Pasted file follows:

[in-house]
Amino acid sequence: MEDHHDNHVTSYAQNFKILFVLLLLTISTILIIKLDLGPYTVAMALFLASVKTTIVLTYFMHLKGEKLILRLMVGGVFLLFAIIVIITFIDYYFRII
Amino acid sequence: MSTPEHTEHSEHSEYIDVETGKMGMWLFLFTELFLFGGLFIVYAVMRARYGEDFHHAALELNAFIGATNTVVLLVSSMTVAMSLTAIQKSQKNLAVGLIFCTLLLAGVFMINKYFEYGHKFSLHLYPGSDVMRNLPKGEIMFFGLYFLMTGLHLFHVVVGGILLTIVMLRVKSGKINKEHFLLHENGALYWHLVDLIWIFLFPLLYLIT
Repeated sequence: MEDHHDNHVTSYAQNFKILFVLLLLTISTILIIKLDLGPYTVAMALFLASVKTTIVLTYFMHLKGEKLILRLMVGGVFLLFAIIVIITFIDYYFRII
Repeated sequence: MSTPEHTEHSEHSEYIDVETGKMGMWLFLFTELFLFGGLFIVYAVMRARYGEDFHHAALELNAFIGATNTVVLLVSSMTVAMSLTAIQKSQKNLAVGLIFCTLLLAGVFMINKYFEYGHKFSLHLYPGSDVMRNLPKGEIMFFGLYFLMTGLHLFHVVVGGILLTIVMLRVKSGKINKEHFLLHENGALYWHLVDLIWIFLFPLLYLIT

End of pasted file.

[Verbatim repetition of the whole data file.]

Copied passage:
[in-house]
Amino acid sequence: MEDHHDNHVTSYAQNFKILFVLLLLTISTILIIKLDLGPYTVAMALFLASVKTTIVLTYFMHLKGEKLILRLMVGGVFLLFAIIVIITFIDYYFRII
Amino acid sequence: MSTPEHTEHSEHSEYIDVETGKMGMWLFLFTELFLFGGLFIVYAVMRARYGEDFHHAALELNAFIGATNTVVLLVSSMTVAMSLTAIQKSQKNLAVGLIFCTLLLAGVFMINKYFEYGHKFSLHLYPGSDVMRNLPKGEIMFFGLYFLMTGLHLFHVVVGGILLTIVMLRVKSGKINKEHFLLHENGALYWHLVDLIWIFLFPLLYLIT
Repeated sequence: MEDHHDNHVTSYAQNFKILFVLLLLTISTILIIKLDLGPYTVAMALFLASVKTTIVLTYFMHLKGEKLILRLMVGGVFLLFAIIVIITFIDYYFRII
Repeated sequence: MSTPEHTEHSEHSEYIDVETGKMGMWLFLFTELFLFGGLFIVYAVMRARYGEDFHHAALELNAFIGATNTVVLLVSSMTVAMSLTAIQKSQKNLAVGLIFCTLLLAGVFMINKYFEYGHKFSLHLYPGSDVMRNLPKGEIMFFGLYFLMTGLHLFHVVVGGILLTIVMLRVKSGKINKEHFLLHENGALYWHLVDLIWIFLFPLLYLIT